Admissions-over-time is the most important item of routine program data. Trends in admissions-over-time give program managers a quick insight as to whether the program is reaching the target population. It also acts as a gauge by which to assess the effects of changes or reforms made in the program (e.g. opening of new sites, recruitment of volunteers, initiation of outreach activities) or of events such as public holidays, harvest time or RUTF stock-outs.
Every CMAM program is expected to be monitoring the entry, progress of treatment and exit of individual children with severe acute malnutrition (SAM) using an outpatient care treatment card which are then compiled and recorded into a computerised database template. A tutorial on how to use an electronic database for CMAM program monitoring can be found here. It is from this electronic database that data for admissions can be obtained. If this database is not available, data for admissions should be compiled and recorded from the outpatient care treatment cards.
Analysis of data
Data on admissions over time is analysed graphically. A
line graph is created either by hand or using a computer with time (in months) on the
x-axis and number of admissions on the
y-axis. A tutorial on how to create a line graph using a spreadsheet can be found here and a template spreadsheet can be found here. An example of a computer-generated line graph of admissions over time is shown in Figure 1 using data from a CMAM program in Somalia.
In order to show the trend in admissions over time, some method of smoothing of the data is needed. In Figure 1, the solid gray line represents smoothed data using the
M3A3 approach (i.e.
running median-of-three or
M3 and then
running average-of-three or
A3) method described in the FANTA SQUEAC / SLEAC technical reference1. A template spreadsheet that performs the
M3A3 smoothing and plots the admissions-over-time line graph can be found here. For the most part, moving averages over time spans of 3 such as the
M3A3 discussed above and in the tutorial to smooth time-series data such as admissions-over-time is enough to bring out the trend component of the time-series. However, program admissions data for longer periods of time (i.e., 2 years or more) may require moving averages over longer time spans (i.e., time spans covering an entire seasonal cycle) in order to reveal the trend in the time-series.
A tutorial on the use of moving averages to smooth time-series data can be found here. This also discusses the use of longer time spans on longer time-series data.
The smoothed line graph allows for easier visualisation of the increasing or decreasing trend in admissions over time. The program context needs to be considered when interpreting this trend in relation to program coverage. There is a distinctive pattern in the plot of admissions over time in an emergency-response program with a reasonable coverage. Figure 2 illustrates this pattern in which initially the number of admissions increases rapidly then falls slightly before stabilising, and finally drops away as the emergency abates and the program is scaled down and approaches closure2.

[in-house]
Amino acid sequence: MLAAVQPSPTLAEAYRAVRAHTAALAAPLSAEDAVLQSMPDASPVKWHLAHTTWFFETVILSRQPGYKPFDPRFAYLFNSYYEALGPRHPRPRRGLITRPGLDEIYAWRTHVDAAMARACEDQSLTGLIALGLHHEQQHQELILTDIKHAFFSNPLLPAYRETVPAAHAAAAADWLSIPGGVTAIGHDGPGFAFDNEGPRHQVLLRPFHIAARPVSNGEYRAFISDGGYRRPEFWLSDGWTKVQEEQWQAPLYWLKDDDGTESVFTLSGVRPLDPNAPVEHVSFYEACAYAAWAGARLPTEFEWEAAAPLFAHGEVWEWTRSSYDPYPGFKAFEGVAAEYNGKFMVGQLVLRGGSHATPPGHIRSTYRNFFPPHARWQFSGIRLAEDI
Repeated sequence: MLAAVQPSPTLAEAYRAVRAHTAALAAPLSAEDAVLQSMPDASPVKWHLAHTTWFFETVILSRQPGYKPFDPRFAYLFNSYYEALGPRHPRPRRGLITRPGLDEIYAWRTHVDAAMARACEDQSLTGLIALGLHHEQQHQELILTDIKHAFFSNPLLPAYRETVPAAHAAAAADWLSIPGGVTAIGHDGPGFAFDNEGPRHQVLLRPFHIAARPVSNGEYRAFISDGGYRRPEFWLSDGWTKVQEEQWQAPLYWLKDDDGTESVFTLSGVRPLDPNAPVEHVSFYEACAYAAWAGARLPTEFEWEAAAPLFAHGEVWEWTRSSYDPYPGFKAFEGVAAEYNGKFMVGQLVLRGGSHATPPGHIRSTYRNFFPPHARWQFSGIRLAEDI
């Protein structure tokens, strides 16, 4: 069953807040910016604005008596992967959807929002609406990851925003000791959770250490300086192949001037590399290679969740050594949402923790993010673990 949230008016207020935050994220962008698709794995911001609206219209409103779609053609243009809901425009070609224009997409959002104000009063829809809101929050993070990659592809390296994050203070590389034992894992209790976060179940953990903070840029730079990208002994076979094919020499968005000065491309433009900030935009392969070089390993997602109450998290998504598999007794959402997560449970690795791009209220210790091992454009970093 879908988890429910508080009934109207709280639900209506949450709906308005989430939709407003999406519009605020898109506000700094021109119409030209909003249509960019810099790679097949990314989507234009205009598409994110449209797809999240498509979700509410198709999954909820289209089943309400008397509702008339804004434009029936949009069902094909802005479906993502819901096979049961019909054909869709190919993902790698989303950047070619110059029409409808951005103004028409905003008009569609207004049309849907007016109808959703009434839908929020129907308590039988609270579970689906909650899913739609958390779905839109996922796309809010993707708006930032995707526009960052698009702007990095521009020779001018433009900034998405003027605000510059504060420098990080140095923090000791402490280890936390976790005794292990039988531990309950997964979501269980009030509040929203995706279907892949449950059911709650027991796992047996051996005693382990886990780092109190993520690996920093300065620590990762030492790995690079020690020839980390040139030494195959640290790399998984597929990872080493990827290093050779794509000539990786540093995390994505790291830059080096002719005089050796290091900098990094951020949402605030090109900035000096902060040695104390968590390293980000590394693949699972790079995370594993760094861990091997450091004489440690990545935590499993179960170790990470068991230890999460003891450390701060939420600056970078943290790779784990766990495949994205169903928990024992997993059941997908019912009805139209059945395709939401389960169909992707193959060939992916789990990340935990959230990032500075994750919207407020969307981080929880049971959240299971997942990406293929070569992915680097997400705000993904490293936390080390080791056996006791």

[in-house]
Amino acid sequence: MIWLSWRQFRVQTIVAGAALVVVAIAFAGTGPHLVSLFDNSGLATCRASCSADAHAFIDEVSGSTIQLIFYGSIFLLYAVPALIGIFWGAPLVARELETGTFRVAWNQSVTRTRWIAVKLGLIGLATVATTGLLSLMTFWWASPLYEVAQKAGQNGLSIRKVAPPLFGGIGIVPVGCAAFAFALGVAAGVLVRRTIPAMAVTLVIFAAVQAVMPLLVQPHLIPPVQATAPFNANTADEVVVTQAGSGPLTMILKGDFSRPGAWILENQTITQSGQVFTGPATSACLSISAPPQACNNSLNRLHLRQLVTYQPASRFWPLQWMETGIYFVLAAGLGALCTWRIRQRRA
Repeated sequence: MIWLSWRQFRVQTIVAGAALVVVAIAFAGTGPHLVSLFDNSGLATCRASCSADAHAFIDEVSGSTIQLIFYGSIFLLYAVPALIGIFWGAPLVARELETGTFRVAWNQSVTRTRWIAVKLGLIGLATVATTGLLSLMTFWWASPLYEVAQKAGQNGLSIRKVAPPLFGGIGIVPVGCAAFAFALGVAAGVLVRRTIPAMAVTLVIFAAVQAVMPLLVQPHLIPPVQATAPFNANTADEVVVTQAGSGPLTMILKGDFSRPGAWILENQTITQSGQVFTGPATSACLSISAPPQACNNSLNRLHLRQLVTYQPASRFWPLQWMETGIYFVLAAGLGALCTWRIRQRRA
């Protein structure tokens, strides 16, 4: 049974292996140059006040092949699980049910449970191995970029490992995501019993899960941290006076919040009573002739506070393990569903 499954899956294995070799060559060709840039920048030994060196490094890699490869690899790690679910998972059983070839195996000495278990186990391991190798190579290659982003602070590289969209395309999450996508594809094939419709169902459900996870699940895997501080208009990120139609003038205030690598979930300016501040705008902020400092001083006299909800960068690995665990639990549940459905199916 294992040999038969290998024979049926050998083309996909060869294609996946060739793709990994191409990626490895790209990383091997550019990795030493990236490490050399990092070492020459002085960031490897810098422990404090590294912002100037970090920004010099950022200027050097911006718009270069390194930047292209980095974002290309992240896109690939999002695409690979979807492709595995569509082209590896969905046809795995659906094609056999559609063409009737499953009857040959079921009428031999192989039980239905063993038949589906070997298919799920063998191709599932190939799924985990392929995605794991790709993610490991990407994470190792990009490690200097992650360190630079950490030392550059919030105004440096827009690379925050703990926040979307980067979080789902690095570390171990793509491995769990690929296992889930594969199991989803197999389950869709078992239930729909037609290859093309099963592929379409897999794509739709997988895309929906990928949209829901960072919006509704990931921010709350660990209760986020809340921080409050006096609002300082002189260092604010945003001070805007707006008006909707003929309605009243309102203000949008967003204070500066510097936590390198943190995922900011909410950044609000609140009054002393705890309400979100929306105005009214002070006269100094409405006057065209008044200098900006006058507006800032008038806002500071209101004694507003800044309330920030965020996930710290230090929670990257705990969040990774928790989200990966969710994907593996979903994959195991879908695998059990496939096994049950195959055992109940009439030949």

From FANTA technical reference page 15
Figure 3 on the other hand shows the plot of admissions over time of an emergency-response program that has not prioritised community mobilisation efforts and outreach activities at program initiation. There is the same characteristic rapid initial peak in admissions seen in Figure 2 but soon after a rapid decline until community mobilisation is started and an acceptable pattern of admissions established.
From FANTA technical reference page 15
In a non-emergency setting, the interpretation of trend of admissions over time requires additional information on the probable or expected incidence of SAM. This additional information can be gathered from seasonal calendars of childhood illnesses associated with SAM such as diarrhoea, fever and acute respiratory infection and seasonal pattern of food availability. Health and nutrition or food-security assessments would usually be able to provide this information. If not available, this should be collected at the start of the program or during the SQUEAC investigation (see section on seasonal calendar). Figure 4 is an example of a seasonal calendar for Somalia available from the Famine Early Warning Systems Network3.
Information on probable or expected SAM incidence contextualises the trend of admissions over time observed and helps determine whether the program is responsive to need, that is the program has increasing admissions at times of expected high incidence of SAM. Graphically, admissions-over-time can be analysed alongside the seasonal calendar with time periods matched as can be seen in Figure 5 below.
Based on information from Figure 4, higher incidence of SAM can be expected sometime after February onwards during the lean season and during the rainy season when higher incidence of diarrhoea is expected and should start to decrease by July to August when harvest begins. Looking back at Figure 2, the pattern of admissions over time show an increasing trend during the period when we expect SAM incidence to be high. This pattern of admissions over time is compatible with a program that is responsive to need and is potentially a program with reasonable coverage.
Myatt, M. et al., 2012. Semi-Quantitative Evaluation of Access and Coverage (SQUEAC)/ Simplified Lot Quality Assurance Sampling Evaluation of Access and Coverage (SLEAC) Technical Reference, Washington, DC: FHI 360/FANTA pages 203 to 206. ↩
ibid, page 12. ↩